Dr. Frantz de Santiago Peretz i Bennazar, Ph.D.
Dissertation on the theology of Ecclesiastes (Qoheleth קהלת). The methodology is Biblical Theology.
J. Scott Jackson
N.T. Wright famously has claimed that historical study of Christian origins should be a vital, even constitutive resource for contemporary theology; consequently, the Bishop of Durham has criticized Karl Barth and other 20th century theologians for divorcing doctrinal theology from historical scholarship. Interpreting the theology of Paul, however, is another matter; both Barth and Wright have offered creative and provocative readings of the Apostle’s thought. Spanning the divide between the two thinkers in methodology, specialization, and situation, one finds striking parallels between their respective interpretations of Paul. In particular, both Wright and Barth read the Apostle as reinterpreting traditional ‘monotheistic’ notions of God in light of the incarnation, death, and resurrection of Jesus Christ. In what follows, I will illustrate some similarities and differences between Barth’s and Wright’s views on Paul, specifically by comparing their respective exegeses of the “Christ hymn” in Phil. 2:5-11. I will not evaluate their exegeses per se, but instead will focus on how they draw strikingly similar conclusions about the character of Jesus’ divinity and his salvific vocation. I will focus primarily on the first half of the Christ hymn, which depicts Jesus as the one who was and is eternally equal with God the Father but, in a radical movement of condescension and humility, assumes the form (morphē) of the fallen human servant (doulos) and carries out his vocation to his obedient suffering of death on the cross. I will only secondarily refer to the second movement of the Christ hymn (vv. 9-11) in which the crucified and risen Servant is exalted as the Lord (kyrios) over the cosmic powers. Wright, as I will show, preserves key Christological and soteriological motifs from Barth’s exposition while proposing a helpful correction of the latter’s interpretation of the Philippians passage. Both interpreters find in Paul’s appropriation (or composition) of the Christ hymn the following theological claims: 1) The atonement between God and humanity occurs when, in the person of Jesus, God takes on human flesh in a free self-emptying (kenosis); 2) this descent of the Son into human flesh reaches a climax in Jesus’ obedience in facing death on the cross; 3) this occurs without detriment to Christ’s essential deity (as this is vindicated in his exaltation to the right hand of God). (Follow the link below to navigate to the compete article at the Princeton Theological Review website.)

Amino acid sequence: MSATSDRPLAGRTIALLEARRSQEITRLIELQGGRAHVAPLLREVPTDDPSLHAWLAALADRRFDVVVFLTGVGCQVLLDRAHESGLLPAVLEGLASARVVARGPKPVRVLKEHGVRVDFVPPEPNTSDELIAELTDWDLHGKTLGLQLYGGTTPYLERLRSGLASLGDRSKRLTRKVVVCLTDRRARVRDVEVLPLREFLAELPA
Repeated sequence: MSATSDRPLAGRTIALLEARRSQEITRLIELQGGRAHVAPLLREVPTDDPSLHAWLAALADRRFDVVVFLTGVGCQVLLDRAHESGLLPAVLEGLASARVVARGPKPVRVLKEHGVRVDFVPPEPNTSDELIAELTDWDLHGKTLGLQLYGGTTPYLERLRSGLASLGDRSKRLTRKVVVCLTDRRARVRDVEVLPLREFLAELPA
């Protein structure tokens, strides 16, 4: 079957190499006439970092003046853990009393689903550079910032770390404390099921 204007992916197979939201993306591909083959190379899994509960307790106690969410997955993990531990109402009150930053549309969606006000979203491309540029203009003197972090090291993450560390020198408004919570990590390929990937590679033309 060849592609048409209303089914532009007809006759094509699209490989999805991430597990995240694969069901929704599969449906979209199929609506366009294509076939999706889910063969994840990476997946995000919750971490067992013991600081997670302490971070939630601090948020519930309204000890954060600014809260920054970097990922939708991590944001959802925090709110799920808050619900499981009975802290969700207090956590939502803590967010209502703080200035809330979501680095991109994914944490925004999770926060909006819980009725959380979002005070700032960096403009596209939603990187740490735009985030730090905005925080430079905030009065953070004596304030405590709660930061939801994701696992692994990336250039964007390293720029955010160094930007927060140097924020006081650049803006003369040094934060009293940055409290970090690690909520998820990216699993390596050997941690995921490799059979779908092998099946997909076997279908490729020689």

1996, Biblical Theology Bulletin: A Journal of Bible and Theology
... He is the author of a number of articles on the theoretical and philosophical assumptions of social-scien-tific interpretation of the Second Testament, including "Is the Emic-etic Distinction a Useful Tool for Cross-cultural Interpreta-tion of the New Testament?" Religion & ...